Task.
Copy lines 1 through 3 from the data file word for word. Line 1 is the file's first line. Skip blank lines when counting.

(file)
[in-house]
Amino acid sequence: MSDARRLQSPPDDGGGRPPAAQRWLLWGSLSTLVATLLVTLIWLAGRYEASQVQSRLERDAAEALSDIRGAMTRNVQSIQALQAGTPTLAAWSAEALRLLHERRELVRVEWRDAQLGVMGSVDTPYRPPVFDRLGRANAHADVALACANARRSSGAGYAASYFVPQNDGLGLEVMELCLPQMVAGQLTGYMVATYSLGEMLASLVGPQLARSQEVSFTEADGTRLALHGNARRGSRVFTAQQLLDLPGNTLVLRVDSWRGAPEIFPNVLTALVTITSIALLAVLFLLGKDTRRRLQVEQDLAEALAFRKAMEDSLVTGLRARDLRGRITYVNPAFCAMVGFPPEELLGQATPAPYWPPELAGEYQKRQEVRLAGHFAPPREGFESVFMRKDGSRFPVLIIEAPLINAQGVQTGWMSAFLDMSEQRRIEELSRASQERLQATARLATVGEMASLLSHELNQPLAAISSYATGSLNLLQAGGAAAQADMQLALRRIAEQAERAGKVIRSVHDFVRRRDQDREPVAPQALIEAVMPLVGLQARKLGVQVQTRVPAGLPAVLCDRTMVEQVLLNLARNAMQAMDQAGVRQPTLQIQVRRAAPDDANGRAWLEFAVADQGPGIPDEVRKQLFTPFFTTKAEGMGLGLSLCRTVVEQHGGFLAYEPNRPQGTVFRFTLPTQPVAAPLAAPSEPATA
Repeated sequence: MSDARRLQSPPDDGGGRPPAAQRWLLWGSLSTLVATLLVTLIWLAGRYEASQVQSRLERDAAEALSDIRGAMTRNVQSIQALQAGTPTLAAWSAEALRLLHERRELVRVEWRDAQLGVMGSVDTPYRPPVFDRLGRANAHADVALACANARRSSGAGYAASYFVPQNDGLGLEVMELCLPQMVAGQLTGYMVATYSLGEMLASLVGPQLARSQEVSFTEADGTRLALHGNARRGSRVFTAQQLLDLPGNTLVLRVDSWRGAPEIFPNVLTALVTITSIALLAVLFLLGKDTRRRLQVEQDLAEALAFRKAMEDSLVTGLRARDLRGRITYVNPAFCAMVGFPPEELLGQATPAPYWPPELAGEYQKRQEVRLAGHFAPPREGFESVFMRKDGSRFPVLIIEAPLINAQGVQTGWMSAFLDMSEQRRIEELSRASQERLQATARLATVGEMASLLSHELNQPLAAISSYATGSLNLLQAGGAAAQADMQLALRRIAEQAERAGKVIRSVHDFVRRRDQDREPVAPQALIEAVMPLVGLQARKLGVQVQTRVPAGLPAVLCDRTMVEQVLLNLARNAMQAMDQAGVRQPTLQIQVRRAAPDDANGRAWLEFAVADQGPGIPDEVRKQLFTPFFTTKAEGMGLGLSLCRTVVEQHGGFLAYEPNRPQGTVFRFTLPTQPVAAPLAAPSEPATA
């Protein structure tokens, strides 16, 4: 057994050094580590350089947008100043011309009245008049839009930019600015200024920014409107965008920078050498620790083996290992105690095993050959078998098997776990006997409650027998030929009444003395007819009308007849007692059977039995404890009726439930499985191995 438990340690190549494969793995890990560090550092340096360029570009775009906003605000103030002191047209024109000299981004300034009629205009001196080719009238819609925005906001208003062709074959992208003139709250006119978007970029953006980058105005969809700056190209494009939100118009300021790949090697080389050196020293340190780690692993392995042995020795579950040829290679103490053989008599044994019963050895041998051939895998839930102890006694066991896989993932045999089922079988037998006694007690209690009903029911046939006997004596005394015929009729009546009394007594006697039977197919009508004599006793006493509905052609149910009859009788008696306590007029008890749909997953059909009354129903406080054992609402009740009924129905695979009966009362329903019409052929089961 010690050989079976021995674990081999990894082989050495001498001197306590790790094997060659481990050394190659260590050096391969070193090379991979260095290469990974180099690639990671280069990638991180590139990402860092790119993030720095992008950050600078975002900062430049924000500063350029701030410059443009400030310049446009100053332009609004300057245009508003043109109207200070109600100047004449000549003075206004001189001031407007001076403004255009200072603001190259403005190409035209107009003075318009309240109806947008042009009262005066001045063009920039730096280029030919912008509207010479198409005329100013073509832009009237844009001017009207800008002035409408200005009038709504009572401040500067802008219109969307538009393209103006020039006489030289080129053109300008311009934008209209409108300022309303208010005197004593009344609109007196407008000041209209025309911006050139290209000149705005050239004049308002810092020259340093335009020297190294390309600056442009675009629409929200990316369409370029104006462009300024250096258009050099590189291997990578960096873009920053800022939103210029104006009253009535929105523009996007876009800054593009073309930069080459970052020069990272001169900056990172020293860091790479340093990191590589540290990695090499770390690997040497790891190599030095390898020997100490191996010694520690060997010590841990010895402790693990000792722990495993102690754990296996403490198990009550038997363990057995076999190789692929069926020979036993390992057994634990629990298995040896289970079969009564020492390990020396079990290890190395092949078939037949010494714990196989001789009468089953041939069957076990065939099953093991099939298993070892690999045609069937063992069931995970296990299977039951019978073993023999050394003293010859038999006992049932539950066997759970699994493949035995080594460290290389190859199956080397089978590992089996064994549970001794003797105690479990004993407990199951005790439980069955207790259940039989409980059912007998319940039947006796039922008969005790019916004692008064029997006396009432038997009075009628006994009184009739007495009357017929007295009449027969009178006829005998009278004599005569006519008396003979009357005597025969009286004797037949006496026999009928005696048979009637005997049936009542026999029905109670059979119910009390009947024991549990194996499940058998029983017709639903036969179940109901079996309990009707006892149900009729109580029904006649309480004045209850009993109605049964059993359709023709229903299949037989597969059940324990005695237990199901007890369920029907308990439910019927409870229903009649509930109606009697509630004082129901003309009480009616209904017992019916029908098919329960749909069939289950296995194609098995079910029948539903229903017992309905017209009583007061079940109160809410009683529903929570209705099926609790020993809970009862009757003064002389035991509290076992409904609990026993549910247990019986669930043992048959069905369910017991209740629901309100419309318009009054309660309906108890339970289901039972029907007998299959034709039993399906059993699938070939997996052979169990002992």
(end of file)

[in-house]
Amino acid sequence: MSDARRLQSPPDDGGGRPPAAQRWLLWGSLSTLVATLLVTLIWLAGRYEASQVQSRLERDAAEALSDIRGAMTRNVQSIQALQAGTPTLAAWSAEALRLLHERRELVRVEWRDAQLGVMGSVDTPYRPPVFDRLGRANAHADVALACANARRSSGAGYAASYFVPQNDGLGLEVMELCLPQMVAGQLTGYMVATYSLGEMLASLVGPQLARSQEVSFTEADGTRLALHGNARRGSRVFTAQQLLDLPGNTLVLRVDSWRGAPEIFPNVLTALVTITSIALLAVLFLLGKDTRRRLQVEQDLAEALAFRKAMEDSLVTGLRARDLRGRITYVNPAFCAMVGFPPEELLGQATPAPYWPPELAGEYQKRQEVRLAGHFAPPREGFESVFMRKDGSRFPVLIIEAPLINAQGVQTGWMSAFLDMSEQRRIEELSRASQERLQATARLATVGEMASLLSHELNQPLAAISSYATGSLNLLQAGGAAAQADMQLALRRIAEQAERAGKVIRSVHDFVRRRDQDREPVAPQALIEAVMPLVGLQARKLGVQVQTRVPAGLPAVLCDRTMVEQVLLNLARNAMQAMDQAGVRQPTLQIQVRRAAPDDANGRAWLEFAVADQGPGIPDEVRKQLFTPFFTTKAEGMGLGLSLCRTVVEQHGGFLAYEPNRPQGTVFRFTLPTQPVAAPLAAPSEPATA
Repeated sequence: MSDARRLQSPPDDGGGRPPAAQRWLLWGSLSTLVATLLVTLIWLAGRYEASQVQSRLERDAAEALSDIRGAMTRNVQSIQALQAGTPTLAAWSAEALRLLHERRELVRVEWRDAQLGVMGSVDTPYRPPVFDRLGRANAHADVALACANARRSSGAGYAASYFVPQNDGLGLEVMELCLPQMVAGQLTGYMVATYSLGEMLASLVGPQLARSQEVSFTEADGTRLALHGNARRGSRVFTAQQLLDLPGNTLVLRVDSWRGAPEIFPNVLTALVTITSIALLAVLFLLGKDTRRRLQVEQDLAEALAFRKAMEDSLVTGLRARDLRGRITYVNPAFCAMVGFPPEELLGQATPAPYWPPELAGEYQKRQEVRLAGHFAPPREGFESVFMRKDGSRFPVLIIEAPLINAQGVQTGWMSAFLDMSEQRRIEELSRASQERLQATARLATVGEMASLLSHELNQPLAAISSYATGSLNLLQAGGAAAQADMQLALRRIAEQAERAGKVIRSVHDFVRRRDQDREPVAPQALIEAVMPLVGLQARKLGVQVQTRVPAGLPAVLCDRTMVEQVLLNLARNAMQAMDQAGVRQPTLQIQVRRAAPDDANGRAWLEFAVADQGPGIPDEVRKQLFTPFFTTKAEGMGLGLSLCRTVVEQHGGFLAYEPNRPQGTVFRFTLPTQPVAAPLAAPSEPATA